"What should I wear?" she asked.
Sometimes, the special appeal of text, especially word processed text, is that we can disappear into it. There is no revealing handwriting or physical information about the speaker, we see just the words in their standard uniform. On the web especially, we are born through the text without a material body. In some ways we are unconstrained and in other ways we are limited by this non-corporality. The use of : ) and LOL are perfect examples of the way we try to regain our physical gestures while engaging through text.
Kathryn Hayles discusses this lack of embodiment in How we became Posthuman
. Working from the ideas of Michel Certeau Hayles writes:
Embodiment is akin to articulation in that it is inherently per formative, subject to individual enactments, and therefore to some extent improvisation. Whereas the body can disappear into information with scarcely a murmur of protest, embodiment cannot, for it is tied to the circumstances of the occasion and the person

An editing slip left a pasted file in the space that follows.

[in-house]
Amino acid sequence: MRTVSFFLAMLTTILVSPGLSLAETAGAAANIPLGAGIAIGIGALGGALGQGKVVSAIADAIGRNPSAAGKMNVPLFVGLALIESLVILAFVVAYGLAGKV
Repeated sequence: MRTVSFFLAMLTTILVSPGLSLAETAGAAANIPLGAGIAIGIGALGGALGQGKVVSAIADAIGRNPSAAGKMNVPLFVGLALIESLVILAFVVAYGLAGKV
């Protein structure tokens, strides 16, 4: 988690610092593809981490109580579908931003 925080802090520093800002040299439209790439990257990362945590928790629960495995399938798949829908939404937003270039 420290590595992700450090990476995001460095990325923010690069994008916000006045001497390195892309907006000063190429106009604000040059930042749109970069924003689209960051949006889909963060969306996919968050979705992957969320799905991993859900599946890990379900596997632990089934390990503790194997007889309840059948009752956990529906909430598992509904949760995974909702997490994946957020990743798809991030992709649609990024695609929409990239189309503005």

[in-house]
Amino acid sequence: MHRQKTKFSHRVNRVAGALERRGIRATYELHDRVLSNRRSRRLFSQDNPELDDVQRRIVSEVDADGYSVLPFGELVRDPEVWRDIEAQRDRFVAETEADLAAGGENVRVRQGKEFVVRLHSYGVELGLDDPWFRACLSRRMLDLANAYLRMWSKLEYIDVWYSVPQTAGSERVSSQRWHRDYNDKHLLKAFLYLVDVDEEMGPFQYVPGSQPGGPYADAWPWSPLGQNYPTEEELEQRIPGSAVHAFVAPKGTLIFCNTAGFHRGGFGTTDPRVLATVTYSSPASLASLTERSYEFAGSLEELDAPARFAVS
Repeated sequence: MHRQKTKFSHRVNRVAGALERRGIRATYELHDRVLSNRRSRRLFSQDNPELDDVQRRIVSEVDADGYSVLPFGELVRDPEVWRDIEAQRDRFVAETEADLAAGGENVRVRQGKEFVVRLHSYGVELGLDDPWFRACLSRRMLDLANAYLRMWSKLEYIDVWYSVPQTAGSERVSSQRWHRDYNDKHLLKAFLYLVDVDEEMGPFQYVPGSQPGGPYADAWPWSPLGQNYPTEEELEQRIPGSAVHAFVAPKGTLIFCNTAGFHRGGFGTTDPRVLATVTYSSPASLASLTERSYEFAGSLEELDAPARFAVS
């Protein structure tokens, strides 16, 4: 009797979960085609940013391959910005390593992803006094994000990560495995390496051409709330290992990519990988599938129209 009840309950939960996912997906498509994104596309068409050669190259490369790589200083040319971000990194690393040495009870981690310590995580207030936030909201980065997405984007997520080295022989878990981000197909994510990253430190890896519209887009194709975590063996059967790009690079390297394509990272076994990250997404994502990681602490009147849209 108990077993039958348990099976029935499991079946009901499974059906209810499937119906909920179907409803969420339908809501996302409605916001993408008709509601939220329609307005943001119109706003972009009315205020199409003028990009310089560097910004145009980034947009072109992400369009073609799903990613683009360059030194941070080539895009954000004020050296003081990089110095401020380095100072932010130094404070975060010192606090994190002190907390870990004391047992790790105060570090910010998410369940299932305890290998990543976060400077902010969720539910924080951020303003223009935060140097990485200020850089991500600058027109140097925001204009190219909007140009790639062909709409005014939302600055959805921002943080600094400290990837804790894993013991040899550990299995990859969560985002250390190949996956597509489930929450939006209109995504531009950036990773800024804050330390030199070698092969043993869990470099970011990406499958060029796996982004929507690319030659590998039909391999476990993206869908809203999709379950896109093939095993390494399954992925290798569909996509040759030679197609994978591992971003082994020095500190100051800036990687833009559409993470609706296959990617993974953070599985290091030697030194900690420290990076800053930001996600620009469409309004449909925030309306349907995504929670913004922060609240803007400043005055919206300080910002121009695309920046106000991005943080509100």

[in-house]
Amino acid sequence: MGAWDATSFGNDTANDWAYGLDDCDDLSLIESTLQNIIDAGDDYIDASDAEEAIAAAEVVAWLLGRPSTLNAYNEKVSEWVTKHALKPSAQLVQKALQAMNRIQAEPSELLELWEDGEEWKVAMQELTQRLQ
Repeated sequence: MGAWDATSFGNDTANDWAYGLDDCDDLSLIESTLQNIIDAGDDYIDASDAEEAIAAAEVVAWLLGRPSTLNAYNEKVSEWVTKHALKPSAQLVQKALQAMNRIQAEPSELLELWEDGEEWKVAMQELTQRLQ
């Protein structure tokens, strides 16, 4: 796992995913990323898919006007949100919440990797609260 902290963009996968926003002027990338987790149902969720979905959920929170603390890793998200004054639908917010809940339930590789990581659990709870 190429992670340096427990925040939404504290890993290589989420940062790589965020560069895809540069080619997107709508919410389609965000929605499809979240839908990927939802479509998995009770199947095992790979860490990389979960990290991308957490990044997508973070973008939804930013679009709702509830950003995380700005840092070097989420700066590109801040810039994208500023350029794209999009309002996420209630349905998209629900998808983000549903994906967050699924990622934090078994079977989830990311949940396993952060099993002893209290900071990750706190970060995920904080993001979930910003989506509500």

Even as we are drawn to the freedom of the web, we still rely on physical gesture to elucidate a point or a thought. As much as we move from voice to voice, we still need to reference our physical being.
And because we need this kind of contextual grounding, we are always engage in a contextual persona whenever we write on the web. To speak, even during, or especially during, the text that is estranged from our selves, we are always considering what kind of person we want to say what we are saying. In other words, we are always considering the context of what we are trying to say, and trying find ways to convey that context in our writing, especially when we are not there to represent what is said, like on the web.
In a very metaphorical way, we rifle through our closet of voices every time we write, and try to find the one that will convey how you want to appear in the context of what is being said. The text is speaking for you, and in most cases, you want an appropriately dressed representative.
Posted by wood0072 at December 4, 2005 8:10 AM